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Wrong Move Your child keeps having diarrhea, so you give him an OTC remedy to soothe his stomach.

Better Bet Never give your child any tummy medicine unless your doctor approves it. "Sometimes parents use whatever they have in their medicine cabinet," says Jennifer Shu, M.D., a Parents advisor and the editor of the American Academy of Pediatrics' Baby & Child Health. "But these drugs can cause side effects in children and make the illness worse." In particular, antidiarrheal meds such as original Pepto-Bismol and Kaopectate contain an aspirin-like substance called salicylate that can cause Reye's syndrome, a rare but potentially fatal disease, in kids under 18. While loperamide (the main ingredient in Imodium, Kaopectate I-D, and others) is FDA-approved for kids 6 and older, Dr. Shu doesn't advise using this medicine because it slows down digestion and keeps the bug in your child's gut longer. Check with your doctor before giving him Children's Pepto Chewable Tablets, which don't contain salicylate. Often, the best strategy is simply to keep your child hydrated and wait it out.

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Wrong Move Your little one has a low-grade fever, so you give her something to bring it down.

Better Bet Weigh the pros and cons. An elevated temperature is a sign that your child's immune system is working to fight the infection, so why not let her body do the work on its own? If her temperature exceeds 101?F and she's feeling crummy, though, cooling her down might make her more receptive to drinking liquids. Stick with acetaminophen, since ibuprofen can further irritate the stomach. If your child is vomiting, Dr. Altmann suggests starting with half the recommended dose of acetaminophen for your child's age; give her the other half about an hour later (provided she keeps it down). If your child is old enough, you can also try acetaminophen tablets that easily dissolve in her mouth. If she can't keep the medicine down, another possible option (although not a favorite among kids) is using an acetaminophen suppository.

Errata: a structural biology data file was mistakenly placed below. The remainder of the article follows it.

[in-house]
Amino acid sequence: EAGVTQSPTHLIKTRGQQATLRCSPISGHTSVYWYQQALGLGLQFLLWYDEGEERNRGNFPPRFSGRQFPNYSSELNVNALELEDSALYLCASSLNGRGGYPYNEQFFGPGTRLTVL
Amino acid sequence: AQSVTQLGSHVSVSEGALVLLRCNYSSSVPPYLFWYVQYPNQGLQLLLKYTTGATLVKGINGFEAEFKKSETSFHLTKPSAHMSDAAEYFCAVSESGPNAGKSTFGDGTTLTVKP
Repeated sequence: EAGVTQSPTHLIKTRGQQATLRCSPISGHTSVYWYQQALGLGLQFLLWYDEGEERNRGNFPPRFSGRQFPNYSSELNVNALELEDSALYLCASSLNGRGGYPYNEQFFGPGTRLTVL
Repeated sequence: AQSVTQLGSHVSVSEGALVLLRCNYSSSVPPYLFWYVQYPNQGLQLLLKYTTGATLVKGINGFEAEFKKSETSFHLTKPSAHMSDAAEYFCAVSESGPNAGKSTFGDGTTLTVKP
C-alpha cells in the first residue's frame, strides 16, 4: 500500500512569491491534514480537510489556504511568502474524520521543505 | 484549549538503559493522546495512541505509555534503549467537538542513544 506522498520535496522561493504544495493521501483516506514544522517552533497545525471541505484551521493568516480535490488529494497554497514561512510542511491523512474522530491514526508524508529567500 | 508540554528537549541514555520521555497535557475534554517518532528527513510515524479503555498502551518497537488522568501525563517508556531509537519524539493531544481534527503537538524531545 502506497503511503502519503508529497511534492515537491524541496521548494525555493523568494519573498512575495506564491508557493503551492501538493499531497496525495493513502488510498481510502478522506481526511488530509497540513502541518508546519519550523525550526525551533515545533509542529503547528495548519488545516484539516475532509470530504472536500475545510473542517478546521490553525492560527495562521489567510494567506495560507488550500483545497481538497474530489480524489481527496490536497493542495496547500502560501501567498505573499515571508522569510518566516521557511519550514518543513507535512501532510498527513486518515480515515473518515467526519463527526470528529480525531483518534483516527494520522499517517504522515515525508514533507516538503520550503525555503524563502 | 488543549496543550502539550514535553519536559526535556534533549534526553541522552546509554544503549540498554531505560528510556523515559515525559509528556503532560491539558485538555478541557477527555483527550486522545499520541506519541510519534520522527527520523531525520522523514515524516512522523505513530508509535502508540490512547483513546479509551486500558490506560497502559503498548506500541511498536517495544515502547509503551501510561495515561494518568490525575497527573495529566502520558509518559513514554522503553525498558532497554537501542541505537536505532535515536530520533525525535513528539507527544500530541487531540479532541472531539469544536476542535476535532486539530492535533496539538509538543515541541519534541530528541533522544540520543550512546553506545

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Wrong Move Your child is keeping down liquids, so you give him a sippy cup of juice or milk.

Better Bet Avoid sugary liquids like fruit juice, which can aggravate your child's stomach symptoms. If he asks to drink something other than water, try an electrolyte drink such as Gatorade or Propel. Milk may be okay, but start with small amounts and see if his diarrhea gets worse after he drinks it. About 20 percent of the time, a stomach virus causes temporary lactose intolerance, which leads to abdominal pain, bloating, and cramping, according to Dr. Singla. If that happens with your child, switch to lactose-free milk until his stool returns to normal. You can also try feeding him probiotics or yogurt with live and active cultures, which will help restore the good bacteria in the intestines. It's fine to nurse, since breast milk contains antibodies and nutrients that help the tummy heal.